That is an better idea than a pile of counters that are removed one by one.

Ps. Starcraft is very worthwhile.

FreedomPortal's picture
Joined: 08/24/2014
Even with card turning or

Even with card turning or counter moving still require set of events that should happen at the same time or it will end up as dexterity game which seems weird for strategy game.

How about all player makes decision at the same time (yes you could even add the clock timer in this phase) then the big resolve phase comes in and all player works on the result together.

Each big turn has 10 time slots that resolve in linear order. Every player secretly assign action plan to all the given time slot or skip. I'll not mention the resources or command points or building queue limitation here but they would be inevitably needed for the playable game.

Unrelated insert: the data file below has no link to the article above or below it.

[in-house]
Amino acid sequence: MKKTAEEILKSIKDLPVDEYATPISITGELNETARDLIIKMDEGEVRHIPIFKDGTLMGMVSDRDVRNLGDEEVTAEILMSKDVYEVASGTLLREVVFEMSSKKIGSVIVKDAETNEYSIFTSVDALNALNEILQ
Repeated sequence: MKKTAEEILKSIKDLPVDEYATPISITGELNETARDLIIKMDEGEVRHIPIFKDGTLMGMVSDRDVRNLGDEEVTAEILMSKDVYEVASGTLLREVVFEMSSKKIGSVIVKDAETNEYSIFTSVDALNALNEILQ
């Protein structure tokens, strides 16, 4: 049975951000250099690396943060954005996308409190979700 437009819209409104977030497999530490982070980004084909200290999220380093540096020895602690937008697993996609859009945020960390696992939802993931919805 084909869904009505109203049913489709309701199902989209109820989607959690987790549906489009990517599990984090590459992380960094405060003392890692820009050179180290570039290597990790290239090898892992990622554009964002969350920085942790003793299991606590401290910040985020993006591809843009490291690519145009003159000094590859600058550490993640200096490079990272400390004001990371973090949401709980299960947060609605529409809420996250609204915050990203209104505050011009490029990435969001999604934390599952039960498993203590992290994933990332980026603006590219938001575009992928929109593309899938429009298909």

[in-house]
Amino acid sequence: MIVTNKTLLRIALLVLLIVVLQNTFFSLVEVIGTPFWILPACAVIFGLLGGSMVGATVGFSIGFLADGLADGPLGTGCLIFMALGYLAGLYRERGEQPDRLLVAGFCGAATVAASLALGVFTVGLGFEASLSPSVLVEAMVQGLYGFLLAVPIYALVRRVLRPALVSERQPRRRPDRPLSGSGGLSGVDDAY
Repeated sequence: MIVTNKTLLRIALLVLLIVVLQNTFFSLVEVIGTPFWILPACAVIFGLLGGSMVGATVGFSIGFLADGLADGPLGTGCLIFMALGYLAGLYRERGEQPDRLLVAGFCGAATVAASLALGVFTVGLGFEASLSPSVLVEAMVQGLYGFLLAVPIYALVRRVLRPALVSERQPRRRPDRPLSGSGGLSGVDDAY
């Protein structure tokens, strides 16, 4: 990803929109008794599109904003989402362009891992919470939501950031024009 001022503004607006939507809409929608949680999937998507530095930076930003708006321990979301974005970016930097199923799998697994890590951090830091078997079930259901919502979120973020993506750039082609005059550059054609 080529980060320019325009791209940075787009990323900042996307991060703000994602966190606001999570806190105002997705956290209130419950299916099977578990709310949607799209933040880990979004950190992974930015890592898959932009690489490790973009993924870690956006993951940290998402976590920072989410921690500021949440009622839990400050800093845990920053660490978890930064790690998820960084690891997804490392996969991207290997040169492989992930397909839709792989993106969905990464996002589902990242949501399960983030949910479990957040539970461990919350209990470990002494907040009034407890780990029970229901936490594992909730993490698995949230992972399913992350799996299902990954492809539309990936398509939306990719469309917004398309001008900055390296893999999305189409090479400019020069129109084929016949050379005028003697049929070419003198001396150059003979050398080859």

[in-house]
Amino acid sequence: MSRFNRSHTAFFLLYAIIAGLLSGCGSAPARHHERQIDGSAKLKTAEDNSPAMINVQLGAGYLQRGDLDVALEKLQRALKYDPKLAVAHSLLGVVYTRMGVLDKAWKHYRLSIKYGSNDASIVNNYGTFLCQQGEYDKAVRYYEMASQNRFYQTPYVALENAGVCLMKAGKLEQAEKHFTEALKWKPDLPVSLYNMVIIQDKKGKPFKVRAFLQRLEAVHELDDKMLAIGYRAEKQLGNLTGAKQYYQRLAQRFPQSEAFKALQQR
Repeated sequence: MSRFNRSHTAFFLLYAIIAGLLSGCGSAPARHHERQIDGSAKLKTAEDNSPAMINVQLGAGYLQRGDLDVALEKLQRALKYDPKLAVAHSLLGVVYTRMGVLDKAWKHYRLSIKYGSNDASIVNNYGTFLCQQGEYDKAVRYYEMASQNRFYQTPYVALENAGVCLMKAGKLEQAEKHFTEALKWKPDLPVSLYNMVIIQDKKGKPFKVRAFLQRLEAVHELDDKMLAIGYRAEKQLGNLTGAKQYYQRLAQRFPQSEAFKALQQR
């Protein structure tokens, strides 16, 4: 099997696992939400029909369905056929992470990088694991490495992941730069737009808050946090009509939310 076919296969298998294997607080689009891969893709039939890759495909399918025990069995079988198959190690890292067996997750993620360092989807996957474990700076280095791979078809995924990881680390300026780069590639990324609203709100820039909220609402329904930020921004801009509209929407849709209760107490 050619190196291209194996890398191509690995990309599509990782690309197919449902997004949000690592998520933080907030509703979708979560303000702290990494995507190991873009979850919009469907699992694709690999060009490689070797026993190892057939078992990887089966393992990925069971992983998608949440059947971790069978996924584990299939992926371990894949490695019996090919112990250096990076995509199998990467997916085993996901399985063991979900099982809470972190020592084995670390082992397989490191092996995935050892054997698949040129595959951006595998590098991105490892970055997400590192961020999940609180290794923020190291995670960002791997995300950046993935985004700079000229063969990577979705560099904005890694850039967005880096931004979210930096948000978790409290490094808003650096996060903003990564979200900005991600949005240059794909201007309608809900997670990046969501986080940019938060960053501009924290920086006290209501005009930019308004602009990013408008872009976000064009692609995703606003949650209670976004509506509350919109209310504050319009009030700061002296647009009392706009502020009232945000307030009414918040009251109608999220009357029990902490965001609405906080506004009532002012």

Let's assume that player will gain resources at each time slot.

For example, the number in parenthesis is how many time slot needed to finish that action.

1. Build Barrack(2) from ConYard

2. no action

3. [Barrack complete]
Build Turret #1 (2) from ConYard / Build Marine #1 (2) from Barrack

4. no action

5. [Turret #1 / Marine #1 complete]
Build Turret #2 (2) from ConYard / Build Marine #2 (2) from Barrack

and so on...

1. Build Larva #1 (1) from Hatchery

2. [Larva #1 complete]
Build Larva #2 (1) from Hatchery / Evolve Larva #1 to Zergling #1

3. [Larva #2 / Zergling #1 complete]
Build Larva #3 (1) from Hatchery / Evolve Larva #2 to Zergling #2

4. [Larva #3 / Zergling #2 complete]
Build Larva #4 (1) from Hatchery / Evolve Larva #3 to Zergling #3

5. [Larva #4 / Zergling #3 complete]
Build Larva #5 (1) from Hatchery / Evolve Larva #4 to Zergling #4 / Send Zergling #1-#3 to attack Terran

and, yeah, i just show you the Zerg Rush.

On the resolve phase, all player will see what's going on together and if there is a combat happen resolve it via some combat rules.